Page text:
Fire, smoke and alarms

Smoke is by far the most likely cause of death during a fire. It very rarely happens that people are actually killed by the flames. Smoke has a number of properties, some of which are lethal:

  • Depending on the flammable materials at the location, it consists of poisonous substances that may result in suffocation if inhaled.
  • During a fire, the air is usually extremely hot so when it is inhaled it can scorch the windpipe and lungs, possibly causing asphyxiation.


    Depending on the density of soot particles, smoke can be opaque causing people to become disoriented in an instant. Studies have shown that people’s evacuation speed can be reduced to zero if visibility falls below 50 cm.
  • Smoke can spread through a building extremely rapidly so the time available to exit the building safely is limited. The safe evacuation time depends on the location of the fire in the building in relation to the location of the occupant.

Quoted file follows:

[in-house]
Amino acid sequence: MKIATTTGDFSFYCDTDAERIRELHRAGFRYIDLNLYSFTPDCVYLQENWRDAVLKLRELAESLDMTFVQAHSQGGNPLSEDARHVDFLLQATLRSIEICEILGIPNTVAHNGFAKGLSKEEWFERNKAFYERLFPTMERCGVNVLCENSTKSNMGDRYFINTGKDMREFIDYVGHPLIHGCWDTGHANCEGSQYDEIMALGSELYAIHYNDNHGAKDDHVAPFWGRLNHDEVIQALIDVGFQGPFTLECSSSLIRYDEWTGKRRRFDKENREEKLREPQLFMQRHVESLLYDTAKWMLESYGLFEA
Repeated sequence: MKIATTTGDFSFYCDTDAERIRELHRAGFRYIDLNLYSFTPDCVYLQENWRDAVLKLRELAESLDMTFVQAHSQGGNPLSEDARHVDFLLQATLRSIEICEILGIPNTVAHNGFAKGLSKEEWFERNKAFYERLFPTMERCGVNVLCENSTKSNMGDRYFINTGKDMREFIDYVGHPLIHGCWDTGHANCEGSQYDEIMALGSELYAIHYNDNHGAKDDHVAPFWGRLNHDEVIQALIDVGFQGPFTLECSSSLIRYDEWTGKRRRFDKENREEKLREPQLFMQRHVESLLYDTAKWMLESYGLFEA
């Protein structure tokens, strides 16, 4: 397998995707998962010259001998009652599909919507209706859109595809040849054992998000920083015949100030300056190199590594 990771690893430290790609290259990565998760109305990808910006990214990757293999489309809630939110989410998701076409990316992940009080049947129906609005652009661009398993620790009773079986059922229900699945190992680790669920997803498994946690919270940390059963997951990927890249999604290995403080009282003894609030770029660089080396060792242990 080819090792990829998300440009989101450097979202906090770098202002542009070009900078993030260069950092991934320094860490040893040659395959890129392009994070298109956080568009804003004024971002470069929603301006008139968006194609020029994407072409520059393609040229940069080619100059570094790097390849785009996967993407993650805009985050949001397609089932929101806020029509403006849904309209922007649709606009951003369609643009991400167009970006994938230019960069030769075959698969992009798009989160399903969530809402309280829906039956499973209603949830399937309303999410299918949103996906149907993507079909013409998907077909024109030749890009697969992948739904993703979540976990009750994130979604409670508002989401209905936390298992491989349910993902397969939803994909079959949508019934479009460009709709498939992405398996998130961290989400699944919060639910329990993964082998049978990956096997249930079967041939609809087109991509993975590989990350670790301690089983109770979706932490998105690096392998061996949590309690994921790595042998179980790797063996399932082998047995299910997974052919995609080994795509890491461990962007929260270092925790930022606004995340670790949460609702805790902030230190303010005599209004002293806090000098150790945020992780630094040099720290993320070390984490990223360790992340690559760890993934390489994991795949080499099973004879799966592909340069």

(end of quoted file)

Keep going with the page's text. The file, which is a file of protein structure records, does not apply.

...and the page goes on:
As smoke is warm, it first rises to the ceiling of the room (or of the stairwell). The upper part of a space fills up first. The standard mandatory emergency exit signs can usually be found above doors, which means these are the first to be obscured. The temperature and visibility at floor level remain tolerable for the longest time. Pulsating light at floor level therefore dramatically improves orientation and reduces evacuation time. With smoke, every second counts so every appliance that can reduce evacuation time can be a life-saver.


The LightSaver Original has been designed for use with standard smoke alarms. Most smoke alarms that can be bought at DIY stores produce an audible signal of around 3100 Hz. The Original features a sensor that effortlessly picks up every signal in the bandwidth where this frequency occurs.


In situations where a fire alarm system is required (such as in buildings with 50 or more occupants) the alarm sound is a produced by a slow-whoop. In the Netherlands, this type of siren is required to produce a sound in the 500 to 1200 Hz range. This sound range does not fall within the listening frequency of the Original. However, a variant of the LightSaver that will be able to recognise this siren is currently under development.